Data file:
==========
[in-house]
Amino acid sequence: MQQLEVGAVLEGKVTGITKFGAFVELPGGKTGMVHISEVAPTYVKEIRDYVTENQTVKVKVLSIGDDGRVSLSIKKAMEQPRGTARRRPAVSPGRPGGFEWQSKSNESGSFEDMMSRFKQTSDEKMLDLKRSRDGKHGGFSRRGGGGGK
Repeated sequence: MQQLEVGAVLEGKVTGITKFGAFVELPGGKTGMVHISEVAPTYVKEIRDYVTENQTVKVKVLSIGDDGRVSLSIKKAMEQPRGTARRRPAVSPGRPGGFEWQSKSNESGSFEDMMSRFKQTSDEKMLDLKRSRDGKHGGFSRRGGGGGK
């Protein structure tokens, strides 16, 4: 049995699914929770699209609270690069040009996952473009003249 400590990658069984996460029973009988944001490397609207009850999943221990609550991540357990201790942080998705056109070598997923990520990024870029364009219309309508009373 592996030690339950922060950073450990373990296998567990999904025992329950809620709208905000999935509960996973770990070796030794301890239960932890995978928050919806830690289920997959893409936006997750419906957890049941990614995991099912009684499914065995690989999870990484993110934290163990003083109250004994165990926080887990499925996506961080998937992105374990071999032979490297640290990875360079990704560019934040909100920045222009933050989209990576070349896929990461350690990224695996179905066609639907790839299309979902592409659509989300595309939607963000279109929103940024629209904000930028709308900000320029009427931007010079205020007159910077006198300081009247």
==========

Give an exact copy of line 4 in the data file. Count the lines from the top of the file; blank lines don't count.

């Protein structure tokens, strides 16, 4: 049995699914929770699209609270690069040009996952473009003249 400590990658069984996460029973009988944001490397609207009850999943221990609550991540357990201790942080998705056109070598997923990520990024870029364009219309309508009373 592996030690339950922060950073450990373990296998567990999904025992329950809620709208905000999935509960996973770990070796030794301890239960932890995978928050919806830690289920997959893409936006997750419906957890049941990614995991099912009684499914065995690989999870990484993110934290163990003083109250004994165990926080887990499925996506961080998937992105374990071999032979490297640290990875360079990704560019934040909100920045222009933050989209990576070349896929990461350690990224695996179905066609639907790839299309979902592409659509989300595309939607963000279109929103940024629209904000930028709308900000320029009427931007010079205020007159910077006198300081009247």